The A-Team

Jan 12, 2001
Outside Magazine
Tenacious E

Last May, the elite climbing community told Erik Weihenmayer he didn't belong on Everest. In this exclusive preview of the new afterword to Weihenmayer's book, Touch the Top of the World, the blind mountaineer fires back.

Weihenmayer nears 22,000 feet in the Western Cwm on his way to Everest's summit, May 2001.

Chris Sharma, Little Cottonwood Canyon, Utah, September 2001

Erik Weihenmayer


The Case: If attitude is everything, then Erik Weihenmayer has it all. When a rare hereditary disease took his eyesight at age 13, he vowed to think of blindness as an adventure, not a disability. By age 20, Weihenmayer was skiing Vail's back bowls, making 60-mile tandem bike rides, and running marathons. A few years later his climbing addiction took off in the crags near Phoenix, Arizona. By January 2001, he had scaled Kilimanjaro (19,340 feet), Aconcagua (22,834), McKinley (20,320), and Antarctica's Vinson Massif (16,066). In between, he taught himself to lead 5.10 rock climbs and made his way up the Nose route on Yosemite's El Cap. Then came his headline-making success on Everest. As badly as he wanted to stand on the summit, Weihenmayer, 33, wasn't going to be short-roped to the top. "I wanted to be as much a part of the team as possible," he says, "and to do the things I'm capable of doing." In fact, there's not much the mountaineer can't do for himself. He cooks, carries his own gear, and ties in to ropes. Other than climbing directly behind his partners, who wear bear bells and shout directions, he is completely self-sufficient. After six weeks on Everest, Weihenmayer, ten teammates, and eight Sherpas reached the frigid summit on May 25. Better still, on May 27, they all returned safely to base camp.
Second Opinion: "I've climbed with famous Everest climbers like Ed Viesturs and Pete Athans," says Charley Mace, Weihenmayer's Everest teammate, "and I don't think those guys could do what they do with their eyes closed."

Next Big Thing: Russia's Mount Elbrus (18,510), now on deck for Weihenmayer's Seven Summits quest. "We plan to descend Elbrus on skis," he says, beaming, "so I'll train by doing lots of steep skiing this winter." —Mark Kroese

Chris Sharma


ON EVERY CRAG in the country, there's a kid who'll tell you that scaling rock is a spiritual pursuit as much as a kinetic one. The thing about Chris Sharma is that you actually want to believe him. He'll lay the karmic mumbo-jumbo on you like any young Siddhartha-in-training—"Climbing is a way of seeking purity and oneness with nature"—but he can back it up with skills that are, well, as graceful as a trickling stream through a mountain meadow.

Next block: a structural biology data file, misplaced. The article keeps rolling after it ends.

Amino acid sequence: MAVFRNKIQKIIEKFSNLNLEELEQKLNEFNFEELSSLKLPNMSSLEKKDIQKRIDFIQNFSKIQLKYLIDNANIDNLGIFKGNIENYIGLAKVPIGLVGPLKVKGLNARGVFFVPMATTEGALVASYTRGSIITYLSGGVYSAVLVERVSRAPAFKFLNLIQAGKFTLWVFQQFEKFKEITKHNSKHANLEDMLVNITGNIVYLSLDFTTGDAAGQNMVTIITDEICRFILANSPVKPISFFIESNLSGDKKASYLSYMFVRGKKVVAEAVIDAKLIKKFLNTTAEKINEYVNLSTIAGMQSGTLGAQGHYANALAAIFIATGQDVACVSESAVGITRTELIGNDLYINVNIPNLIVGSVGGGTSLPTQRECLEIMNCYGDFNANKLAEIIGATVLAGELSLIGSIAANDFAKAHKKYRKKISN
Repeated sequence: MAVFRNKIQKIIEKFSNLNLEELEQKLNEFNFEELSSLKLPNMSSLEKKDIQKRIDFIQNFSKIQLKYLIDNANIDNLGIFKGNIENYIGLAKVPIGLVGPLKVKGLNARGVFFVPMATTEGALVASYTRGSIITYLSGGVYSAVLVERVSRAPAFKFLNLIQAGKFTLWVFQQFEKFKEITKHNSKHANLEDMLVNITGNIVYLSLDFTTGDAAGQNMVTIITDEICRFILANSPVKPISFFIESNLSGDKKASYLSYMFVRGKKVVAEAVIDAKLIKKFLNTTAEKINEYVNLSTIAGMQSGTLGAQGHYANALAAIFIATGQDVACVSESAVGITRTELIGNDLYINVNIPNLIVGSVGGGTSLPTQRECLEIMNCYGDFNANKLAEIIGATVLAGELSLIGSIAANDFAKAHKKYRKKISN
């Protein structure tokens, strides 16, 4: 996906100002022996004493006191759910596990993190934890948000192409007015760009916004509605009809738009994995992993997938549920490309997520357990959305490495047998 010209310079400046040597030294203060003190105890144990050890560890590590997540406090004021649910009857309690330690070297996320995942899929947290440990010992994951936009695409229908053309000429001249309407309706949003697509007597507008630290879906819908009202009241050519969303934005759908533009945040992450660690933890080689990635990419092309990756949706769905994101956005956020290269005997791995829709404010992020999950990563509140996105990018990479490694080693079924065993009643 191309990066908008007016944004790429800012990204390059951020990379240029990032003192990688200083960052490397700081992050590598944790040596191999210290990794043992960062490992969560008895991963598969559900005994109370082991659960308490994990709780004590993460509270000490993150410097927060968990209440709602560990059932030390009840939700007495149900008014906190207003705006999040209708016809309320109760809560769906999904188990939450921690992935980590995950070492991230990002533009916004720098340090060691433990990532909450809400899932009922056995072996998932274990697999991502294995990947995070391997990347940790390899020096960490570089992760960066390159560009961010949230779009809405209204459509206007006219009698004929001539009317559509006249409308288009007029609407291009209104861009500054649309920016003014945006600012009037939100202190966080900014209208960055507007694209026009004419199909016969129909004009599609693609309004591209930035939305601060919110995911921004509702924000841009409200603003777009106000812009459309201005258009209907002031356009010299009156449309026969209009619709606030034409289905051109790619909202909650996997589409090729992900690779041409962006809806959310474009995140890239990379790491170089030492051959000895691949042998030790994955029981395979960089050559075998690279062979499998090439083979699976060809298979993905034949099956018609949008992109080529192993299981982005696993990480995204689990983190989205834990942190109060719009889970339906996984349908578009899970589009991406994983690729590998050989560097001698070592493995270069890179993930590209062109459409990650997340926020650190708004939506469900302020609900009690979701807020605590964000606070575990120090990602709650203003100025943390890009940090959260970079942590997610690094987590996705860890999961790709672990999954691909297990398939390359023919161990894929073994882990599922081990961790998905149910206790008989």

Sharma, 20, has ruled the scene ever since 1996, when at age 15 he scored second in his first national sport-climbing championship. He has claimed dozens of national and international titles and completed hundreds of bouldering first ascents, including The Mandala in 1999, a virtually hold-free, house-size rock in Bishop, California, that was previously considered unclimbable. But his greatest feat to date came last August on a 70-move, 120-foot overhanging pitch of blue limestone in France called Biographie Extension. Rated 5.15a—until then an unreached benchmark—the route's crux move had stymied Sharma 30 times. "It was a mental block," he says. "I looked at it as a spiritual problem. To see the whole thing, I had to be in the moment." Whatever he did, it worked. On the 31st try, 18 minutes after leaving the ground, Sharma screamed through the crux sequence and topped out, sealing an accomplishment that has put him in a class by himself. He promptly renamed the climb Realization.

Sharma admits that his chosen occupation has always come naturally. At age five he was shinning trees in his backyard. At 11, after a climbing gym opened near his house, he enrolled himself in classes using paper-route money. Just four years later he graduated early from high school and has been supporting himself ever since through climbing. His secret, say his buddies, resides in his legendarily strong hands. But others, like Yosemite free-climbing legend Ron Kauk, say Sharma's edge comes from something more ethereal: "He's not focused on trying to prove something. He knows what the young Yvon Chouinard knew back in the sixties. Climbing is a way of life, a way of being a part of nature."

Predictably, Sharma's combination of abundant physical talent and an attitude that comes off as indifferent is galling not just to his competitors, but to other climbers, who wax envious about his apparent "laziness"—he never trains, he just climbs, they lament. "He's so good that he annoys people," says Canadian climber and adventurer Will Gadd. "But the criticism is a sure sign that he's arrived."